Saturday, September 29, 2012

I think I blogged a while back about touch. Let's add dogs and touch.

Here  [The link won't take you there anymore. She wrote an excellent post on training your kids and "stranger danger." Not sure where it went. More recently (2014) she posted about touch.] is a profound blog post about pets and touch by, yes, a dog person Sarah Wilson - someone I greatly respect for her technique and expertise. 

In the world of therapy dogs there is a growing group of ministry dogs - therapy dogs in yet another venue. Therapy dogs are dogs trained to visit people in nursing homes and other institutional settings. They usually visit with their owners who are trained volunteers. Sometimes their owners are professional teachers, counselors, pastors. The dog (and person) must be good with people, other visiting dogs and animals and the sights, sounds, smells  and activities in nursing homes, schools, and similar institutions and situations. There is also a R.E.A.D dog program where kids can read to therapy dogs who are particularly good with children in a non-judgemental environment.

If you have a dog who is particularly good with people and more specifically kids, google "therapy dogs," "R.E.A.D. dogs, or "ministry dogs" you'll find lots of interesting information. The progression is obedience training so you can pass the AKC Canine Good Citizen test with your dog, then there is Therapy Dog training/test, and more specialized R.E.A.D dog training. If your dog is socially" bomb-proof" (calm with people, dogs, cats, and new or crazy situations) and he/she listens to you you'll whizz through the training! If your dog already goes to work with you and loves everyone, you're already there!

Sunday, September 23, 2012

Thinking about older elementary and junior high children:  We read the Old Testament in the context of a Savior but when the OT was written, Jesus hadn't come yet.

Are there creation themes in Old Testament stories that we miss because we read it through a New Testament window? Does it matter?

Does our scientific thinking keep us from really reflecting on God as relational Creator when we read the Old Testament stories?

How do your respond to unscientific child-like faith?

What do the Old Testament stories tell us about the Maker of Heaven and Earth and His creative power? How do the Old Testament stories renew our understanding of a Creator God Who is relational and involved?

How can these reminders better prepare us for the new life He sent us in a Baby who grows into a Man and dies and lives again to reconcile us with that same God who made us to do what He made us to do?

Chapter 4: "Creation and Foundation Narratives of Israel" *

*from God and World in the Old Testament: A Relational Theology by Terence E. Fretheim

We probably take  the influence of the natural world on the people of Israel in the OT for granted. Dr. Fretheim doesn't do this. His window is even wider: Individuals, family, extended family, community exist in a larger context - not just the God-created natural world, a world full of neighboring peoples and cultures.

The author continually points out to us that Creation's story continues. It doesn't stop because we begin to focus on the life of God's "chosen" people. God is still Creator. Creation continues to be an integral part (the very context) of Israel's story. (pg 91)  Dr Fretheim emphasizes often that God's created world is bigger than His chosen people.

The story of God's work in His people ultimately affects the greater cosmos: the land, other peoples. ( p 92)

In Genesis, man is called to care for what God has made. Despite the Fall, man is still called to faithfulness. (p. 93)

Man is good - created in the image of God. Man chose not to trust God and he will continually battle with that inclination. Yet, on occasion, men like Noah and Moses overcome and chose to faithfully serve the God who created them. (p. 94)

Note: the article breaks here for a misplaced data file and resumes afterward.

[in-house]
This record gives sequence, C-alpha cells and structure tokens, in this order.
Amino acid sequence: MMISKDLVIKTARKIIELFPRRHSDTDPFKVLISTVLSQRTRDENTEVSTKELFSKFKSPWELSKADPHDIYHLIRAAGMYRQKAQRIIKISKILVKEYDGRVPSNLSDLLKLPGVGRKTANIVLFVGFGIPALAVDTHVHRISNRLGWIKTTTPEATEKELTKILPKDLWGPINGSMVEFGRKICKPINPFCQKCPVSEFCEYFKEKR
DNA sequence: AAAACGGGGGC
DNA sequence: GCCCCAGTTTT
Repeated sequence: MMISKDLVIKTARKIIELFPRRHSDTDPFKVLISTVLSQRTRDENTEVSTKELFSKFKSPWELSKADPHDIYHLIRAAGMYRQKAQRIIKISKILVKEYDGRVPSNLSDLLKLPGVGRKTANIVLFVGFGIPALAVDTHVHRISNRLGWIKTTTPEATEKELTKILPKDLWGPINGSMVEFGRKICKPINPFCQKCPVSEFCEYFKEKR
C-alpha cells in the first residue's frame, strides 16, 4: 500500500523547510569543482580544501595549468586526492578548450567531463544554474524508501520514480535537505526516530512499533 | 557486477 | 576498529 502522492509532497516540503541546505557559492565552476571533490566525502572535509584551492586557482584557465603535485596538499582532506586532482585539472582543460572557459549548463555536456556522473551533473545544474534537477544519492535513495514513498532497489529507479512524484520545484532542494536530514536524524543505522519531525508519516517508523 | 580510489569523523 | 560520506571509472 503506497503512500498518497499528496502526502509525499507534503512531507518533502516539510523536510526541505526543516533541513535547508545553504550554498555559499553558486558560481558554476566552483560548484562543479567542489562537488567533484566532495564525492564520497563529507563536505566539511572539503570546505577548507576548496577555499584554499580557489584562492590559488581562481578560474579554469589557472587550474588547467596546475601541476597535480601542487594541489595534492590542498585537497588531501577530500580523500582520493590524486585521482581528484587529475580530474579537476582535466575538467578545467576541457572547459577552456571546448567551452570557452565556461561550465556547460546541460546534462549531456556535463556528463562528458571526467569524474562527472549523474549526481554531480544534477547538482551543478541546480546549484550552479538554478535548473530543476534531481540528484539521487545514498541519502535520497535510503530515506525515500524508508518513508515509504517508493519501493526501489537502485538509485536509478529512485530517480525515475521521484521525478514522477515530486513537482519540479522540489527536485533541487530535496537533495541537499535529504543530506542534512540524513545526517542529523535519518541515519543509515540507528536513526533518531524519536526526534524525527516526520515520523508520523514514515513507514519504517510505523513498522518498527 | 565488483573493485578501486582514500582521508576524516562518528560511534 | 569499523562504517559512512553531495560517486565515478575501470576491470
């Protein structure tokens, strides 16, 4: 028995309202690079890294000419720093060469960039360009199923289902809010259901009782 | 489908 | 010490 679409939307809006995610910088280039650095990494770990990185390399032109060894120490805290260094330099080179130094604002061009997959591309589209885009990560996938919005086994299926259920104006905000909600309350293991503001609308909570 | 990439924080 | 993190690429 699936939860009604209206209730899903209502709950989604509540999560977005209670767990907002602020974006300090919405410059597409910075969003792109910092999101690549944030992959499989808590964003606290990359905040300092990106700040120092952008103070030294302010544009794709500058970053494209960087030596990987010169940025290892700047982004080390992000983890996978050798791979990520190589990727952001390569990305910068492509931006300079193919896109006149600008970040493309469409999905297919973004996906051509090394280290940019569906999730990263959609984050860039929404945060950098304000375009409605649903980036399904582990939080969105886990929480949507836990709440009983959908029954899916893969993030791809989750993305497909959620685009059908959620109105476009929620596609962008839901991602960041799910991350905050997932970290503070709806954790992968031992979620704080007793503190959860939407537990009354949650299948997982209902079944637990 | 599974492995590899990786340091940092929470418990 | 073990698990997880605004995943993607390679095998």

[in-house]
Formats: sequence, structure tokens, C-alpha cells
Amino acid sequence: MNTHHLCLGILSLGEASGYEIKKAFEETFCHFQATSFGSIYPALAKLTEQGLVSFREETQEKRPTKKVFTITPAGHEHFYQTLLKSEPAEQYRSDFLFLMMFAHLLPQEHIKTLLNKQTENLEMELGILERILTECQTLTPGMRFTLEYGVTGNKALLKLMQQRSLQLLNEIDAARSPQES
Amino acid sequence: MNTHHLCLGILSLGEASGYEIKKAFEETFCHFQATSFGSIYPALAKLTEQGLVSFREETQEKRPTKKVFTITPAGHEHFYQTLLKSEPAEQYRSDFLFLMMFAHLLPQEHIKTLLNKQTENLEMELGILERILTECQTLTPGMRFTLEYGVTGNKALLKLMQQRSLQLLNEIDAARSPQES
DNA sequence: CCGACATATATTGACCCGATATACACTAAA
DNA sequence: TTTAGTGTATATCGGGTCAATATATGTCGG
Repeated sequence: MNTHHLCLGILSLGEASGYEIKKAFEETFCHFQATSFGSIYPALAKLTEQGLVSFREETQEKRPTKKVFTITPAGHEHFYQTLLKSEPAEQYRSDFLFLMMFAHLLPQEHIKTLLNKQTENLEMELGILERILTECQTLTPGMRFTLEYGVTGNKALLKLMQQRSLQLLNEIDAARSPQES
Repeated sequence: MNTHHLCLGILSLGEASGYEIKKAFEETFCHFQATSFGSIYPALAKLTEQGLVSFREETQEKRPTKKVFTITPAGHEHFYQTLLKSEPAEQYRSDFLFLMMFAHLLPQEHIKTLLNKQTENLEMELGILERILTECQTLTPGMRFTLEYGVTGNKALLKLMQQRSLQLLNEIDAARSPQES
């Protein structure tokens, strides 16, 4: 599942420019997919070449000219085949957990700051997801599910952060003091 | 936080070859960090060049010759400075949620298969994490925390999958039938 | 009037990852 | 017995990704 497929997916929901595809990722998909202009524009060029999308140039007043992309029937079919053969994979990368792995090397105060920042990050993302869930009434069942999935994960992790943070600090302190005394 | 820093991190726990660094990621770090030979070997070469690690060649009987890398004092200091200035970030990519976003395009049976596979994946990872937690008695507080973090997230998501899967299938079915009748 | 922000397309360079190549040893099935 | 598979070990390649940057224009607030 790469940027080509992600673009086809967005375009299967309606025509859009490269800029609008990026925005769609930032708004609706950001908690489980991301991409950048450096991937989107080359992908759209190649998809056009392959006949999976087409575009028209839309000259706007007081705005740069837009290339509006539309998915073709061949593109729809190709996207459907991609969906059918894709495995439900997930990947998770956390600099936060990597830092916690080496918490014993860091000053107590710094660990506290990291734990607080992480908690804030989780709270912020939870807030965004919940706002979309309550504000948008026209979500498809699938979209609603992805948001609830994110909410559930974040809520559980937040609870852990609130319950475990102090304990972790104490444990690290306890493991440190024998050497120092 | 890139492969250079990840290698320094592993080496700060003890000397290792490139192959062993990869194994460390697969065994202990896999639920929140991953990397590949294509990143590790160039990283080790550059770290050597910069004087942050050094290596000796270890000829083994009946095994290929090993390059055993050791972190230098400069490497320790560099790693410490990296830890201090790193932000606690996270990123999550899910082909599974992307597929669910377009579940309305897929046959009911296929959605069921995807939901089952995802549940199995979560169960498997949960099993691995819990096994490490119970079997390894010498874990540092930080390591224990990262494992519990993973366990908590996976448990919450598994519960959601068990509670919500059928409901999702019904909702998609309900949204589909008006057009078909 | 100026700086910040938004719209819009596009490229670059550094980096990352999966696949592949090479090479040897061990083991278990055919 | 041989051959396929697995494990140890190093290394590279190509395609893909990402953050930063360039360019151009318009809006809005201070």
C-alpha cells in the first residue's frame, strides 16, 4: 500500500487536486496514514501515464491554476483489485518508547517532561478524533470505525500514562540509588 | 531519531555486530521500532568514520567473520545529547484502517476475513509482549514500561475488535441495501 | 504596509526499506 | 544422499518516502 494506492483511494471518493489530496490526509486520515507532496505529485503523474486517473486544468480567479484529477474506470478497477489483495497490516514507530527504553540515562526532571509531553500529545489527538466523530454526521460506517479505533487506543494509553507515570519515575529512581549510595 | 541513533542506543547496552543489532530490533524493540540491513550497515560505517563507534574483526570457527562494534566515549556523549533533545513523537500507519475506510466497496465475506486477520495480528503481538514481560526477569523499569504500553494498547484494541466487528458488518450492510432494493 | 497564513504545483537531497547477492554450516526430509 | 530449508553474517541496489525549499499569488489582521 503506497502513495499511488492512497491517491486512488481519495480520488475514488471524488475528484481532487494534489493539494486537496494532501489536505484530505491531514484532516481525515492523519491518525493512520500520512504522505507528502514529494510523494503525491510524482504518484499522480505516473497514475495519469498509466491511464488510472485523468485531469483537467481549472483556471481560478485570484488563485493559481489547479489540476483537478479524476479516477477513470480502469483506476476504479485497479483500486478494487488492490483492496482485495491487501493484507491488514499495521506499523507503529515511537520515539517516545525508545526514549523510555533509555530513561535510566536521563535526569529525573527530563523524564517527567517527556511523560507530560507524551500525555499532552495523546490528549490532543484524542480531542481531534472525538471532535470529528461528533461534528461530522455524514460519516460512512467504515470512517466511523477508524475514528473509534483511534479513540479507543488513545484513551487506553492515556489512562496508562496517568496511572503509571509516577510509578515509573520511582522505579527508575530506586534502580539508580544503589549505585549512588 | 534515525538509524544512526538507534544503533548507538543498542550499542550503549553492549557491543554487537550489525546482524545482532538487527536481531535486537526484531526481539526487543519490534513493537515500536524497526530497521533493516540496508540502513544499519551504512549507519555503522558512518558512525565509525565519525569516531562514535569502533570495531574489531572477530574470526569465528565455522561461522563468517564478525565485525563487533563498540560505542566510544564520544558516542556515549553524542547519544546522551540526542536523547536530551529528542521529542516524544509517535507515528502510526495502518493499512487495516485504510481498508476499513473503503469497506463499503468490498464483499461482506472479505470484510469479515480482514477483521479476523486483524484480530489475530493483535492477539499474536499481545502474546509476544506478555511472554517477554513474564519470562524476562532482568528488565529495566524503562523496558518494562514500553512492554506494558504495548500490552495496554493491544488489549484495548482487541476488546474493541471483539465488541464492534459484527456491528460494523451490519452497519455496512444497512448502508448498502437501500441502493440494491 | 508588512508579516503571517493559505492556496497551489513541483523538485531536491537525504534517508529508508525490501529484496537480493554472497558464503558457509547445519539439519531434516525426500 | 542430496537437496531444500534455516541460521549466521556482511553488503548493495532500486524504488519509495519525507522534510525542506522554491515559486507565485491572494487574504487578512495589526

Humans are individuals but always part of communities. "To be concerned about the development and continuing dynamic of  family is a creational matter." (p. 94)

The author makes an interesting comment about family conflict: "A key to understanding the family stories [in the OT] is that God's choosing, speaking, and acting generate much of the conflict. At the same time, God does not leave the principals to stew in their own often ill-conceived interactions. God remains at work in and through an amazing range of family problems and possibilities, finally for purposes of reconciliation. (Gen 50:20)" (p. 94) This extends to God's concern for a nation and even for those "outsiders" - not the chosen Israel. (p. 95)

The author notes the creation theme in Joseph's story."This story draws important links between family life and national life and, and in the person Joseph, demonstrates the importance of good national leadership for the proper development of social life, indeed God's entire creation (Gen 41:53-57). National life is often compromised by the sinfulness of individual leaders and systemic forms of evil (including Joseph), but the nation remains a key structure of creation in and through which God is at work for life and blessing."(p 95)

Land adds creational focus in these narratives. Land is a source of God's provision. It is a gift. It is a source of blessing. Sin may affect the land but "...the land is apparently understood to be subject to such realities as drought just by virtue of its createdness." (p. 97)

He says, "cosmic order is linked to moral order" and gives examples. (p. 97)

He talks about "implied law" before Moses. "By building the law into the created order, the point is made that every human being, not simply the chosen people, is to attend to the law for the sake of the creation and all its creatures." (p 99) " As with the relational model of creation with which we have been working , we have here a relational model of the development of law." (p 100)

He successfully looks for ways that creation, not just salvation, themes from Genesis 1-11 continue through Israel's story. "Most fundamentally, the images of God in Genesis 1-11 witness to a God who is present and active in the world more generally, not just in Israel." God intends "Abraham to be a blessing to all 'families'" (p 101)